Outpatients with schizophrenia who had maintained stability on open-label oral olanzapine for 4 to 8 weeks were randomly assigned to receive 1 of the following olanzapine LAI dosages for 24 weeks: 1) 150 mg every 2 weeks, hereafter referred to as "low" (N = 140), 2) 405 mg every 4 weeks, hereafter referred to as "medium" (N = 318), or 3) 300 mg every 2 weeks, hereafter referred to as "high" (N = 141). The approximate oral equivalents for these olanzapine LAI dosages are 10 mg/day for the low dose, 15 mg/day for the medium dose, and 20 mg/day for the high dose.
The primary objective of these post hoc analyses was to examine the potential relationship between different olanzapine LAI doses and changes in safety and efficacy parameters. For continuous (or mean change) data, we used linear regression to analyze the relationship between dose and the endpoint assessments of PANSS total score, prolactin, weight, and fasting glucose and lipids measures. These endpoint assessments were the mean change from baseline using the last-observation-carried forward (LOCF) method. Patients were only included in the analysis if they had a baseline and at least one post-baseline assessment. To check the robustness of the analyses, we also utilized the non-parametric Jonckheere-Terpstra  test for the safety measures including mean changes in weight, as well as fasting glucose, lipids, and prolactin measures. Effect sizes between doses were estimated as the difference of the least-squares means divided by the square root of model residual variance. Least-squares estimates were obtained from the following ANOVA model: change from baseline = therapy + geographic region.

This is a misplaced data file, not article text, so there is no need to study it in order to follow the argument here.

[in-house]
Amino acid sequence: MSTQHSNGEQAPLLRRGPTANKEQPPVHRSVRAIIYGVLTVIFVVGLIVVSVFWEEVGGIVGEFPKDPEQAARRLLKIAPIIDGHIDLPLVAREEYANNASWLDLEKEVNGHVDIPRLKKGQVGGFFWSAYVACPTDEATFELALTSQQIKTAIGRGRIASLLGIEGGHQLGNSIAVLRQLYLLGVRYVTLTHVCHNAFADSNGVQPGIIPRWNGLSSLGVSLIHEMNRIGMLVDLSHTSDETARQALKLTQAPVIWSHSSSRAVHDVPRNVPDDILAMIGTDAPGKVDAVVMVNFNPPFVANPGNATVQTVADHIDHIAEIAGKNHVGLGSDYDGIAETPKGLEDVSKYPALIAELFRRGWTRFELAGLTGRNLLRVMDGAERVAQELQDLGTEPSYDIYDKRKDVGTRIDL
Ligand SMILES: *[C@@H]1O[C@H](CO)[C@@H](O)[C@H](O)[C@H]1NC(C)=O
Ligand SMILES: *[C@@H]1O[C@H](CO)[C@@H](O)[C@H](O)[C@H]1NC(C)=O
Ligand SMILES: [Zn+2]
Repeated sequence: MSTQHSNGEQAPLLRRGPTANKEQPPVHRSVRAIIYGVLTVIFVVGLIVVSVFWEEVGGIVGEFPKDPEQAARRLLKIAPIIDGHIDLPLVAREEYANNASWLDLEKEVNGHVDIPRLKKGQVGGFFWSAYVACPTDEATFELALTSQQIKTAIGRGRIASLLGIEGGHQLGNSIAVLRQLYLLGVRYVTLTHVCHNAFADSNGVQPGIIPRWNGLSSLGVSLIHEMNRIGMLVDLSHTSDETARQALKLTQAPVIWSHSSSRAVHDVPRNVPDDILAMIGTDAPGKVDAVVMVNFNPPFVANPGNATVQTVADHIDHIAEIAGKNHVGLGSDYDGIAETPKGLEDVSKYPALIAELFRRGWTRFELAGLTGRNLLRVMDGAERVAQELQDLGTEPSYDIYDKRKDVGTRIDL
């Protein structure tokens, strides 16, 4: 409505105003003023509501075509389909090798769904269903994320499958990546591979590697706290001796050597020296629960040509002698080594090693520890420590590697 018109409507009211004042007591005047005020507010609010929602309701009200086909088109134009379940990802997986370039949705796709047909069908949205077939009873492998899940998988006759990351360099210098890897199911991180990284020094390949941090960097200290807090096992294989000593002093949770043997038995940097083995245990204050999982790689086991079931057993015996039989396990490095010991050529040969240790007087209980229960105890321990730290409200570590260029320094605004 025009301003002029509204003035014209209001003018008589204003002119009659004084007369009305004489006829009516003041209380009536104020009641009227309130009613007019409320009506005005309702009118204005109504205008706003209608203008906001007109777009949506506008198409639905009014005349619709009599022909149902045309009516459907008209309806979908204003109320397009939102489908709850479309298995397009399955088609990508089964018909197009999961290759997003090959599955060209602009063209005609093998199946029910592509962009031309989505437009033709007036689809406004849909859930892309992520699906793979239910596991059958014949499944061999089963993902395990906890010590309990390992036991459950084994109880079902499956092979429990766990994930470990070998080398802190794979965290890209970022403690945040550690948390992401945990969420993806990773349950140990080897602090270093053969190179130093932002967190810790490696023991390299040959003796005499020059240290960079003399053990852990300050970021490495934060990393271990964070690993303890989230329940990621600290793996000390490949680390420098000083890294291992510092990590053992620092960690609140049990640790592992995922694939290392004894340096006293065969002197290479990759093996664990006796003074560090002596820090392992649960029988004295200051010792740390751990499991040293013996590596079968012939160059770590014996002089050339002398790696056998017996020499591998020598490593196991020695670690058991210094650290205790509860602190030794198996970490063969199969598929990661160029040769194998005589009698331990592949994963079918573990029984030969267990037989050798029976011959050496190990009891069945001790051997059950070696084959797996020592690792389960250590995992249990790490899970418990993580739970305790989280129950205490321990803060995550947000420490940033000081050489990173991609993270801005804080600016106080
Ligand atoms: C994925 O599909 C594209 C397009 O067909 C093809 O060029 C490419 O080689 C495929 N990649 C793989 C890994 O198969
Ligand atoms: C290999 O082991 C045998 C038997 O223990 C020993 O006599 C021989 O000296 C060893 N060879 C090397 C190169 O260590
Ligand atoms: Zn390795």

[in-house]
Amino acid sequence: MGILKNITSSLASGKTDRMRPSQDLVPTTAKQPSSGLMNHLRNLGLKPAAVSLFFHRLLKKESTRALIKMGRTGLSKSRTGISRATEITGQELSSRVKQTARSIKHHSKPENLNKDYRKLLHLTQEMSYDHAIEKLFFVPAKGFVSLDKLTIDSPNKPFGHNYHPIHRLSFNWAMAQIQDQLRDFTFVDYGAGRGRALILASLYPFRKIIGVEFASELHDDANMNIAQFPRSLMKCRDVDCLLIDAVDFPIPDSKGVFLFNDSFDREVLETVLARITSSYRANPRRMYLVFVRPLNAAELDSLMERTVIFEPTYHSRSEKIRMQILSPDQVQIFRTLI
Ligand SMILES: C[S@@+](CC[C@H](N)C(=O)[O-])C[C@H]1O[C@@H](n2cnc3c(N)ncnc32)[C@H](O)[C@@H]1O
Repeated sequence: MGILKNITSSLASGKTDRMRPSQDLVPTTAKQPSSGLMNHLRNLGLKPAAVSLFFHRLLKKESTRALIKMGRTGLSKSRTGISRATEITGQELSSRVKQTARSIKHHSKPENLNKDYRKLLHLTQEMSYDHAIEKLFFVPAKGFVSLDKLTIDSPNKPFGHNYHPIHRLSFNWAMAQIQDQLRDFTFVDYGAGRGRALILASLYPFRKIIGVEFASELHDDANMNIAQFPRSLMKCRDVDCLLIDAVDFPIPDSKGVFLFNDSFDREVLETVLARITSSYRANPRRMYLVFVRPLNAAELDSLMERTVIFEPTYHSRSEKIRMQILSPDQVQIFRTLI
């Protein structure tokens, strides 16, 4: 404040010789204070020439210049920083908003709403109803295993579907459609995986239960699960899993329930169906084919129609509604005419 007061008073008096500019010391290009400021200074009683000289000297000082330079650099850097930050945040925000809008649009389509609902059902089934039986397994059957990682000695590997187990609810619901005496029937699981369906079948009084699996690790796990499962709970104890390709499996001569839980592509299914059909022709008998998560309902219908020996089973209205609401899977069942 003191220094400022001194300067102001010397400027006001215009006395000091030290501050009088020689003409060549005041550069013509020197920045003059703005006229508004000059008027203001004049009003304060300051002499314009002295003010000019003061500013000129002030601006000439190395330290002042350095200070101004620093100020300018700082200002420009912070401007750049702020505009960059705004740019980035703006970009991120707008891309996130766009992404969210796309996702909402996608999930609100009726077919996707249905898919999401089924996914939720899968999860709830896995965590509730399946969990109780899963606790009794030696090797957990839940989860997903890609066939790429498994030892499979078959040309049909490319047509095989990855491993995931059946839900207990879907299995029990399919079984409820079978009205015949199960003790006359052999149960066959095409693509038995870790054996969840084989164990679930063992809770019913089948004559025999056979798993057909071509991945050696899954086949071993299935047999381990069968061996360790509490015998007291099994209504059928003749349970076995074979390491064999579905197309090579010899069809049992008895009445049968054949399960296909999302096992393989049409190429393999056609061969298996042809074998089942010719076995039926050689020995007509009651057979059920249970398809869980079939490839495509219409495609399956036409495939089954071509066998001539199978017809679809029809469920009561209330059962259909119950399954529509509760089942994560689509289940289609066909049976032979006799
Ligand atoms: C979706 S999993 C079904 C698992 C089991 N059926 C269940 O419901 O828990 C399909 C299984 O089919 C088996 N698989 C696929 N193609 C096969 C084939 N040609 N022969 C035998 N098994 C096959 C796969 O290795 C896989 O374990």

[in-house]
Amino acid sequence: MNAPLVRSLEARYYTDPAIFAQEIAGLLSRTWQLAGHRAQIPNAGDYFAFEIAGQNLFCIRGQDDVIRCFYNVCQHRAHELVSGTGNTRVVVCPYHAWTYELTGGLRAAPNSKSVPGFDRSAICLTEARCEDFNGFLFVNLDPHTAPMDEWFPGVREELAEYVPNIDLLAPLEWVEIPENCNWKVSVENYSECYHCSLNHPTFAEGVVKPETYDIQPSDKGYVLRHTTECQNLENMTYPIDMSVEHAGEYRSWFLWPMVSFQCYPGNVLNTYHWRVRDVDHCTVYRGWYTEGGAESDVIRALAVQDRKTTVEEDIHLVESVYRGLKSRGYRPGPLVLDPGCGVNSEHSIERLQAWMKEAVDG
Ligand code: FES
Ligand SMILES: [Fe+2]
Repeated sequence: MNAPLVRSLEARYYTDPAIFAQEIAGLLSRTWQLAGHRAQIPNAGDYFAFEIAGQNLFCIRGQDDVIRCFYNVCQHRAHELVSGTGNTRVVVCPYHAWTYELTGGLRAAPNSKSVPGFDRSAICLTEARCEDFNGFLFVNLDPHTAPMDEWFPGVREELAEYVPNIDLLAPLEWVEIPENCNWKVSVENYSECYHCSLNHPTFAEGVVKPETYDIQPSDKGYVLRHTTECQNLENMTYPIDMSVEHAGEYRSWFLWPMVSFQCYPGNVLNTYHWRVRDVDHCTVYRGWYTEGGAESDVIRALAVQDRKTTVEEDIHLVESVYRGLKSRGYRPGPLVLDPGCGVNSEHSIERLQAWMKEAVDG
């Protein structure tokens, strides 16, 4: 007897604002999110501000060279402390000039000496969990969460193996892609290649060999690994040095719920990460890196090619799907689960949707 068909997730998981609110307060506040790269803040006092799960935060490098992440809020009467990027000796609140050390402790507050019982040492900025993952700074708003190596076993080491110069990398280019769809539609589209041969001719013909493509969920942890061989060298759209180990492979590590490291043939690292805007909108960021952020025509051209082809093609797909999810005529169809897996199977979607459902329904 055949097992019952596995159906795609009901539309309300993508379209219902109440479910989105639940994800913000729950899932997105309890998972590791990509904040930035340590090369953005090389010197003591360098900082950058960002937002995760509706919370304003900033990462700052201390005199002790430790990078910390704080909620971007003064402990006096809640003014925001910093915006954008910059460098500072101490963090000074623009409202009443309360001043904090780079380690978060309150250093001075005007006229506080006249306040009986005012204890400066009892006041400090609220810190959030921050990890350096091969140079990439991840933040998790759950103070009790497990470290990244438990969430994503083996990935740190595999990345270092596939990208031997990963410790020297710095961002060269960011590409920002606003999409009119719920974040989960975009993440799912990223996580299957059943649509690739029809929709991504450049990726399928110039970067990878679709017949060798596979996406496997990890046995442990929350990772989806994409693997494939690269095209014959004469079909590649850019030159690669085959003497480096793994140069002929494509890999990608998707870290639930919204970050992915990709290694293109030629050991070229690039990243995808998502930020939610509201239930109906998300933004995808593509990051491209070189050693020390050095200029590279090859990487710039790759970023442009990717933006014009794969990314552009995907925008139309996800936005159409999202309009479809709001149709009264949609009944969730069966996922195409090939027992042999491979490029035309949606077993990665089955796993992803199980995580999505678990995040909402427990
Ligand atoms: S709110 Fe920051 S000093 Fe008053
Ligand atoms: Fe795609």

For categorical data, we used the Cochran-Armitage test  for incidence of treatment-emergent adverse events, treatment-emergent categorical changes in prolactin, weight, and fasting glucose and lipids (using American Diabetes Association and National Cholesterol Education Program criteria) [11,16], and relapse and discontinuation rates. For time-to-event measures, we used Kaplan-Meier survival method and compared potential dose effects using the log-rank test. Finally, we calculated number needed to treat (NNT) and number needed to harm (NNH) values for the categorical safety and efficacy outcomes.